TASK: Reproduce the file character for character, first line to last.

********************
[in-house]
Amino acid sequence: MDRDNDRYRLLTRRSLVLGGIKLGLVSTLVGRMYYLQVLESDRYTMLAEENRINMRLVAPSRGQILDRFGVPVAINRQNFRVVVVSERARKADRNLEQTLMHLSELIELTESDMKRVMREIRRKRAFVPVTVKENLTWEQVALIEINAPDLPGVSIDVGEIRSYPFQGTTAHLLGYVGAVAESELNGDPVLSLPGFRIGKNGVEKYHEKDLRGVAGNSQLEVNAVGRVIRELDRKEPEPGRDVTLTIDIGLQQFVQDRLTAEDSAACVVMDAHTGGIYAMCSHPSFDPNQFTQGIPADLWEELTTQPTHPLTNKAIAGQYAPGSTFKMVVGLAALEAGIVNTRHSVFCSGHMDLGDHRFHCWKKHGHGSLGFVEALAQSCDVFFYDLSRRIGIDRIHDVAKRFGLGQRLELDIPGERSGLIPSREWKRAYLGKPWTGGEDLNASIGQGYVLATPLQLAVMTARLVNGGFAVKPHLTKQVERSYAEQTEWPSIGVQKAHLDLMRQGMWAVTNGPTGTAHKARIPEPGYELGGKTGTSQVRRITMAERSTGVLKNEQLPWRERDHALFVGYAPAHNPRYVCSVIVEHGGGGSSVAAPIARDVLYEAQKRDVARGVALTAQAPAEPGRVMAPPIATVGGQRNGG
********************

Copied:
[in-house]
Amino acid sequence: MDRDNDRYRLLTRRSLVLGGIKLGLVSTLVGRMYYLQVLESDRYTMLAEENRINMRLVAPSRGQILDRFGVPVAINRQNFRVVVVSERARKADRNLEQTLMHLSELIELTESDMKRVMREIRRKRAFVPVTVKENLTWEQVALIEINAPDLPGVSIDVGEIRSYPFQGTTAHLLGYVGAVAESELNGDPVLSLPGFRIGKNGVEKYHEKDLRGVAGNSQLEVNAVGRVIRELDRKEPEPGRDVTLTIDIGLQQFVQDRLTAEDSAACVVMDAHTGGIYAMCSHPSFDPNQFTQGIPADLWEELTTQPTHPLTNKAIAGQYAPGSTFKMVVGLAALEAGIVNTRHSVFCSGHMDLGDHRFHCWKKHGHGSLGFVEALAQSCDVFFYDLSRRIGIDRIHDVAKRFGLGQRLELDIPGERSGLIPSREWKRAYLGKPWTGGEDLNASIGQGYVLATPLQLAVMTARLVNGGFAVKPHLTKQVERSYAEQTEWPSIGVQKAHLDLMRQGMWAVTNGPTGTAHKARIPEPGYELGGKTGTSQVRRITMAERSTGVLKNEQLPWRERDHALFVGYAPAHNPRYVCSVIVEHGGGGSSVAAPIARDVLYEAQKRDVARGVALTAQAPAEPGRVMAPPIATVGGQRNGG